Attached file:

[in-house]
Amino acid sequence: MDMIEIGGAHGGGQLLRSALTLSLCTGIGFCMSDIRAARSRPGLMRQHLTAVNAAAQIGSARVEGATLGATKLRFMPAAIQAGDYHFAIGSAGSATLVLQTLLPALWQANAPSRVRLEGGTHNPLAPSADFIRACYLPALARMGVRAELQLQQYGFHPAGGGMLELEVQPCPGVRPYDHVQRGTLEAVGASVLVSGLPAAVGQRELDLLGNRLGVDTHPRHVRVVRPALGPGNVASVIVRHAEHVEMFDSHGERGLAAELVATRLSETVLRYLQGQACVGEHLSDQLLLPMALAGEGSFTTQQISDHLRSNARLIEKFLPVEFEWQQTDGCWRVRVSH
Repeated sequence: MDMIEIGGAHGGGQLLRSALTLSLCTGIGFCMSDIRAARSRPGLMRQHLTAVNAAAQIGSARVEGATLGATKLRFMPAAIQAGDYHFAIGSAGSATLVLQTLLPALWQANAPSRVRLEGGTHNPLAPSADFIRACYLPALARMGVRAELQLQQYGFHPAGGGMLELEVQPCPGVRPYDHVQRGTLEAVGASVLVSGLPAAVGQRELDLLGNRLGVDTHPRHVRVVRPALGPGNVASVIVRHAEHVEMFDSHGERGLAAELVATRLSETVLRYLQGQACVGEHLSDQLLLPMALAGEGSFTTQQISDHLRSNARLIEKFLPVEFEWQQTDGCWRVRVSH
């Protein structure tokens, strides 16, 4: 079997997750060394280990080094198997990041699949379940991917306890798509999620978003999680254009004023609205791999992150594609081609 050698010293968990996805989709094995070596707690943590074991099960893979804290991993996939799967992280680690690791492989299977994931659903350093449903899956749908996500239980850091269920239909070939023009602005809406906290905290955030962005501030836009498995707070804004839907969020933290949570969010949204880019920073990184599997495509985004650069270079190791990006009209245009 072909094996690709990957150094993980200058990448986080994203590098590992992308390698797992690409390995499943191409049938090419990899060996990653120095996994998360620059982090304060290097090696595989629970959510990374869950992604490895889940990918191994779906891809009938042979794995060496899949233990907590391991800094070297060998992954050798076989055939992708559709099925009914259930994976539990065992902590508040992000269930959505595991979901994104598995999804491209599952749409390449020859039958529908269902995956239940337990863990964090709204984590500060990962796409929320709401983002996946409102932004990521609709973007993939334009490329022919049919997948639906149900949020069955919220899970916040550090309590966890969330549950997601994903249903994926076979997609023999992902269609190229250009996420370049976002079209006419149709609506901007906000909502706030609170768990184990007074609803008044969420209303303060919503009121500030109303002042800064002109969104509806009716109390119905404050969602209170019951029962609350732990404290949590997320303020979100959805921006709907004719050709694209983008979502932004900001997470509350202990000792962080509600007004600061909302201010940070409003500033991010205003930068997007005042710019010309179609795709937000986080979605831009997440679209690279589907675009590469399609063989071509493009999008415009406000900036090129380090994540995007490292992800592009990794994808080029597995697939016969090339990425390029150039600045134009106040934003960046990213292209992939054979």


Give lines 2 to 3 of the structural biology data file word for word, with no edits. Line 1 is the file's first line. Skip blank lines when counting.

Amino acid sequence: MDMIEIGGAHGGGQLLRSALTLSLCTGIGFCMSDIRAARSRPGLMRQHLTAVNAAAQIGSARVEGATLGATKLRFMPAAIQAGDYHFAIGSAGSATLVLQTLLPALWQANAPSRVRLEGGTHNPLAPSADFIRACYLPALARMGVRAELQLQQYGFHPAGGGMLELEVQPCPGVRPYDHVQRGTLEAVGASVLVSGLPAAVGQRELDLLGNRLGVDTHPRHVRVVRPALGPGNVASVIVRHAEHVEMFDSHGERGLAAELVATRLSETVLRYLQGQACVGEHLSDQLLLPMALAGEGSFTTQQISDHLRSNARLIEKFLPVEFEWQQTDGCWRVRVSH
Repeated sequence: MDMIEIGGAHGGGQLLRSALTLSLCTGIGFCMSDIRAARSRPGLMRQHLTAVNAAAQIGSARVEGATLGATKLRFMPAAIQAGDYHFAIGSAGSATLVLQTLLPALWQANAPSRVRLEGGTHNPLAPSADFIRACYLPALARMGVRAELQLQQYGFHPAGGGMLELEVQPCPGVRPYDHVQRGTLEAVGASVLVSGLPAAVGQRELDLLGNRLGVDTHPRHVRVVRPALGPGNVASVIVRHAEHVEMFDSHGERGLAAELVATRLSETVLRYLQGQACVGEHLSDQLLLPMALAGEGSFTTQQISDHLRSNARLIEKFLPVEFEWQQTDGCWRVRVSH